Next, we went for breakfast at Five Points Market and Restaurant. Soon after we sat down, a woman walked in the door covered head to toe in ointment and wearing purple scrubs. She proceeded to remove her top, revealing just skin. The cafe staff talked compassionately with her and I learned from a server who spoke with her, that the woman was recovering from burns and needed clothes. I handed our server a $20 bill to give the woman. Later we saw her outside the nearby St. Vincent De Paul’s Thrift store changing her clothes, and walking down the street in her new outfit. Seeing the woman and empathizing with her plight, I recalled my gratitude to Langley’s Judy Thorslund and Tanya Stager-Gran, and their in-the-trenches work with Whidbey’s underserved. They taught me about seeing the humanity in folks who are having a hard time. We won’t forget this morning.
Afterward we drove to Pima County’s Colossal Cave Mountain Park, 14 miles south of Tucson, to walk among the saguaro on a trail, Path of the Ancestors, a bosque–tree-lined creek-that was once occupied by the indigenous Hohokam people, who may have lived in Arizona as early as 2000 BC. We did not take the cave tour, having done a similar one in northeastern Washington a few years ago.
On Sunday Nov. 12, we took Uncle Orland to lunch at the Oracle Patio Cafe. He ordered the delicious corned beef hash and requested a basted egg. Neither our server, nor us had heard of eggs cooked this way. Uncle Orland explained that you fry the egg, add water, cover the pan, and steam it, so the egg white firms up around the semi-firm yolk. We will try this technique. Afterwards, we visited at Orland’s. His daughter Julie’s friend Jer was staying there a couple of weeks before joining my cousin Julie in Michigan, where she works as a psychiatric nurse. Jer is a psychiatric nurse practitioner. A very grounded and interesting person.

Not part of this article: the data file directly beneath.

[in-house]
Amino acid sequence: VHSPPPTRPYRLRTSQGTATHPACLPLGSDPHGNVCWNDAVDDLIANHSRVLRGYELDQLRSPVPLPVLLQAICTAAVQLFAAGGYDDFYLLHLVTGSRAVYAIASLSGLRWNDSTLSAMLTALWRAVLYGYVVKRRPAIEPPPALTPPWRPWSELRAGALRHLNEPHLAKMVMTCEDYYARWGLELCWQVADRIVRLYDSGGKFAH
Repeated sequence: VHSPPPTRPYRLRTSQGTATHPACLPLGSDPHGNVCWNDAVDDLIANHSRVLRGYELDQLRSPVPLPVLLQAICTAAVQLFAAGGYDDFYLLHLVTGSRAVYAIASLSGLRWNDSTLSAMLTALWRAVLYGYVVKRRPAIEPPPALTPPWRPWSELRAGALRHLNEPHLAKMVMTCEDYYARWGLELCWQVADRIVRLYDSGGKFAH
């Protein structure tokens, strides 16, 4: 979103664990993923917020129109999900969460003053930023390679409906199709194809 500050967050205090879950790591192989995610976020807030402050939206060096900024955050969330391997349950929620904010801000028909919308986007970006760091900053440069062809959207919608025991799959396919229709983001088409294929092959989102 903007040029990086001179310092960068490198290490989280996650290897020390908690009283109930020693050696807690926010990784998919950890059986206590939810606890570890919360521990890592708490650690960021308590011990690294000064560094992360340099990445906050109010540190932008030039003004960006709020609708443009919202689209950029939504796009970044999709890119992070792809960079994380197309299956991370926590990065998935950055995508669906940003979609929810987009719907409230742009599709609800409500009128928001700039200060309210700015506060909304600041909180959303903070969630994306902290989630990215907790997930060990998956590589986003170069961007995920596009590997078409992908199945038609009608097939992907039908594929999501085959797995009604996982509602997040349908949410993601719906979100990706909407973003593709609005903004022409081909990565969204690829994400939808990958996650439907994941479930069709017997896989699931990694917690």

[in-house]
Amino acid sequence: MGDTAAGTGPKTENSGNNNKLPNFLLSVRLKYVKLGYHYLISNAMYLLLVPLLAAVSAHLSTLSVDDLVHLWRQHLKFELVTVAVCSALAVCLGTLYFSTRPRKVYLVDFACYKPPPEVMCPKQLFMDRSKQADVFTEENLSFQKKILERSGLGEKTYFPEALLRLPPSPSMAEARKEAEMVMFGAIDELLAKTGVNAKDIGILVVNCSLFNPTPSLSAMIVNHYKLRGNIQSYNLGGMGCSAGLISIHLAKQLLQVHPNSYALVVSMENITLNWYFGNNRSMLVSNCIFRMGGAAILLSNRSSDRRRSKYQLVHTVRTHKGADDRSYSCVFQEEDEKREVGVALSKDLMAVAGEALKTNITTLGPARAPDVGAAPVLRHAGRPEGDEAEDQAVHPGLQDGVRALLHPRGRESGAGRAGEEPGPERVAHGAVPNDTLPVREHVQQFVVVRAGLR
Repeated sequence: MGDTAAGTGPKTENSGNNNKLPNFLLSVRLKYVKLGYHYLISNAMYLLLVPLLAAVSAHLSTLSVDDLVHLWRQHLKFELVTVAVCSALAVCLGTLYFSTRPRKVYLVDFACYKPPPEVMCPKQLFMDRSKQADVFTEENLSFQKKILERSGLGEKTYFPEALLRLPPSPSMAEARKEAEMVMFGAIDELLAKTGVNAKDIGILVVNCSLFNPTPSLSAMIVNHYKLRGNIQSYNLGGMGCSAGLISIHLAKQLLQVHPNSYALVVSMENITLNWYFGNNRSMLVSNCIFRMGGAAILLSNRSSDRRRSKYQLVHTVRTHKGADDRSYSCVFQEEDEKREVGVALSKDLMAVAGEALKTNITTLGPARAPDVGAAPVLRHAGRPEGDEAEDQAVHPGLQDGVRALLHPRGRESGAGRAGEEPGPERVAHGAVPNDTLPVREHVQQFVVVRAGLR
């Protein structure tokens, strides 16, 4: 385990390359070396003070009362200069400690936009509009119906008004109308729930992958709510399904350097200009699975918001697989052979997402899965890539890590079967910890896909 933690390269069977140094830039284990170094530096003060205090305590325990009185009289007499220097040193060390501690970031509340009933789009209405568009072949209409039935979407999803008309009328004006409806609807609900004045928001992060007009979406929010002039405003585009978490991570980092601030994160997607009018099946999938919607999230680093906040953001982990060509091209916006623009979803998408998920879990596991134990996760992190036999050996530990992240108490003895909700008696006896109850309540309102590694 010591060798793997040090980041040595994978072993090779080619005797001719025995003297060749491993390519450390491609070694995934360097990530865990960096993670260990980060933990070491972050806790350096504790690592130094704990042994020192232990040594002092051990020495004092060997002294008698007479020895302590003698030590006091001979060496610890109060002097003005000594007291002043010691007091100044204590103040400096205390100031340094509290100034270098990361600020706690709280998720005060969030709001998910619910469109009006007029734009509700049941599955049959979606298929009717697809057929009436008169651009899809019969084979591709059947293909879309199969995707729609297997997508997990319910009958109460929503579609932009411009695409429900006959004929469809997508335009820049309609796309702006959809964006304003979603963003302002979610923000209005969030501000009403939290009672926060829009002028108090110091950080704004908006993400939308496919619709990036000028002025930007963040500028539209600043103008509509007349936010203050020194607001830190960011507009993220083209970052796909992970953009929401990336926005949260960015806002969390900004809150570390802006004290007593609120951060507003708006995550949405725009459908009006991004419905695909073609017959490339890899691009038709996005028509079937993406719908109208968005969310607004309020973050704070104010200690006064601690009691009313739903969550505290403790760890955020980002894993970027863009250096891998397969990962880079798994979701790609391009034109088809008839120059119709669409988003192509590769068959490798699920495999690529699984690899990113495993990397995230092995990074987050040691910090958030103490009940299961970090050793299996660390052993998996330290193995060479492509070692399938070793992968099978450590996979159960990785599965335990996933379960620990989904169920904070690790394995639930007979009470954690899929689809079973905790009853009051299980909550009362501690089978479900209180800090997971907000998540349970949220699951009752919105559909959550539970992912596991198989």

Afterwards we swam at the Oro Valley Aquatic Club. With a drop in blood sugar, Bill suggested eating out in Tucson, rather than taking the time to drive back to camp and cooking dinner. He couldn’t wait that long. He was starving. He bought a delicious–he says–slice of pizza at Time Market–serving Tucson since 1920. It’s a bread and pizza place and not somewhere I, as an extreme gluten sensitive since 2020, can eat at. We decided to eat together at an old favorite recommended by our friend John Chinworth, who was raised in Tucson and now lives in Seattle. La Indita Mexican Restaurant, has delicious, down-to-earth fresh Mexican food. Their chicken chulapa, which I ordered, and chicken enchilada–which Bill ordered, were delicious. As we were mopping up every morsel of sauce, rice and beans on our plates, we looked up to see Bob Effertz, a friend and participant in Tucson Dances of Peace. When I posted this marvel on Facebook, Bob’s friends wrote to say they’d seen him in September at Langley’s Djangofest Northwest. We’ve known Bob ever since we lived on Whidbey and appreciate his kind approach and his love of Sufi music. The timing that brought us together had us appreciating the Whidbey magic that brings such synchronicities. We will visit Bob at his rented Tucson place in two days.
Monday, Nov 13 we swam again at the Oro Valley Aquatic Center, before driving downtown to eat lunch at The Monica, a wonderful eatery owned by the El Charro Cafe family–El Charro, being the oldest Mexican restaurant in the country owned by the same family. The Monica’s motto: “Made with love for 100 Years, Just as Monica would have wanted.”
Who was Monica, you ask? Read about her here.
In a nutshell, “Monica Flin was the Grande Dame of women restaurateurs in Tucson from the 1920’s to the 1970’s.” She opened the famous El Charro Cafe in 1922.
After our lunch–Bill ordered turkey chili and I enjoyed a birria beef stew, we drove a few minutes to the newly restored historic Pima County Historic Courthouse. We’ve long admired the mosaic dome of the building and finally had the chance to visit on this trip. Trials are still held here. We enjoyed visiting the Southern Arizona Heritage and Visitor Center within the building. We met a remarkable woman and artist Anja Leigh, who is similar to Janet Ross, an artist friend in Langley.
The coyote are singing and yipping as I write this at 6 PM. They are the song dogs.